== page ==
1. He is not alone. I can completely relate to living with abandonment, sexual abuse through childhood, physical abuse in marriage,. And just wanting to numb the pain,

  2. Such an inspiring story. We are so lucky we live in a time where there is a culture of understanding and therapy for drug addiction. Matter’s optimism and appreciation for his recovery can absolutely resonate with everyone with difficult upbringings and drug dependencies. I think another very healthy practice for going sober is yoga, which often gets overlooked. The euphoric high you get from yoga and meditation is very effective in transitioning into a healthier lifestyle.

  3. I believe therapy is always the best bet for those that are addicted to one thing or the other. I hope others will have a good or success story like this in future.

  4. This is one of the hardest things to find addiction or not. Self worth is priceless but at times we loose that due to societal constraints. As someone who is in that journey I can understand completely. At times we find it at times we do not. Self worth is so vital that at times we will do anything just to have it. Being wanted/ needed on its own is addicting. Look at yours truly.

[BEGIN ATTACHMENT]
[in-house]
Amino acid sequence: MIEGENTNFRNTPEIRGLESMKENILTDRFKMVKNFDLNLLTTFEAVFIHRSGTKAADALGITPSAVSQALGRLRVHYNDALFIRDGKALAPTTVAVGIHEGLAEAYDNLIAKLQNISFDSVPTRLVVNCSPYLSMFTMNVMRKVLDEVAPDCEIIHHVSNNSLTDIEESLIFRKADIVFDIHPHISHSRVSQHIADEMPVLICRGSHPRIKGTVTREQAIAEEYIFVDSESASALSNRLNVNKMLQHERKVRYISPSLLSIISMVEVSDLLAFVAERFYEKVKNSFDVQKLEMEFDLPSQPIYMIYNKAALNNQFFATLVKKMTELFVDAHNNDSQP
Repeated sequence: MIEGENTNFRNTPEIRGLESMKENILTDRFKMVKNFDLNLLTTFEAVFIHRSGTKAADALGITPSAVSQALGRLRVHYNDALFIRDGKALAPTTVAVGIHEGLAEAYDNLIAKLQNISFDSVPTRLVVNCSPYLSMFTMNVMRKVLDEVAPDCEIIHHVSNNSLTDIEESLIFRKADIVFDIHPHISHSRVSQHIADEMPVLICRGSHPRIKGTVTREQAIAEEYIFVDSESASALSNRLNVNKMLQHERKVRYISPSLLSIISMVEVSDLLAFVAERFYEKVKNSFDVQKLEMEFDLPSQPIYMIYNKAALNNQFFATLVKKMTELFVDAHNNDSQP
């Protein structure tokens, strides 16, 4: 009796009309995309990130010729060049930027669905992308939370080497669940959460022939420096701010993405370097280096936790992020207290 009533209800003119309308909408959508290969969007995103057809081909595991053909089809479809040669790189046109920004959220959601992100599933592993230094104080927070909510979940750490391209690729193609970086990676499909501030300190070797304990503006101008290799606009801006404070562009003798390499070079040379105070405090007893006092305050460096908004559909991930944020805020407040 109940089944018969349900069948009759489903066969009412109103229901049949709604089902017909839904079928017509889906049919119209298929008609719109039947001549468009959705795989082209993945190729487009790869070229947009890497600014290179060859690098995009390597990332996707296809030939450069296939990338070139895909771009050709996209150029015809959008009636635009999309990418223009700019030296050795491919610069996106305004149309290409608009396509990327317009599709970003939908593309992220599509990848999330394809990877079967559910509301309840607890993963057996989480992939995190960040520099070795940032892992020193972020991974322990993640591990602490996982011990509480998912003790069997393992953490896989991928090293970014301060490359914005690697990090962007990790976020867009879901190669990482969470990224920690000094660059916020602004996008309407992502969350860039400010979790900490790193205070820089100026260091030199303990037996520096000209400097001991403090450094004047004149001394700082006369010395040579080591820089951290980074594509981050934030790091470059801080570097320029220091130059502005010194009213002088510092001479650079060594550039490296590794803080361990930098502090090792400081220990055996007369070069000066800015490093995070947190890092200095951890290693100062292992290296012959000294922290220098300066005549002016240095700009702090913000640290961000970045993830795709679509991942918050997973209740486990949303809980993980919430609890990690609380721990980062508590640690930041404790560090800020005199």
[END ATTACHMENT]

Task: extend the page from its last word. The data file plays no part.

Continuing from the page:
5. Addiction is not what one can fight and win with ease. You really need be determined and focused to overcome your addictions. Thanks for sharing this lifeguarding post.

  6. Wow, I knew he doesn’t want to be like his parents, that’s a very strong decision to make at that tender age. This piece needs to get out for more audience.

  7. He is worthy because he lives, this phrase gives me to understand that these people have a second chance in which they can redeem themselves from their mistakes and can realize what is wrong and what is good because when they are submerged in drugs they see the drugs as a good thing when it is not.

  8. He is not alone. I can completely relate to living with abandonment, sexual abuse through childhood, physical abuse in marriage,. And just wanting to numb the pain,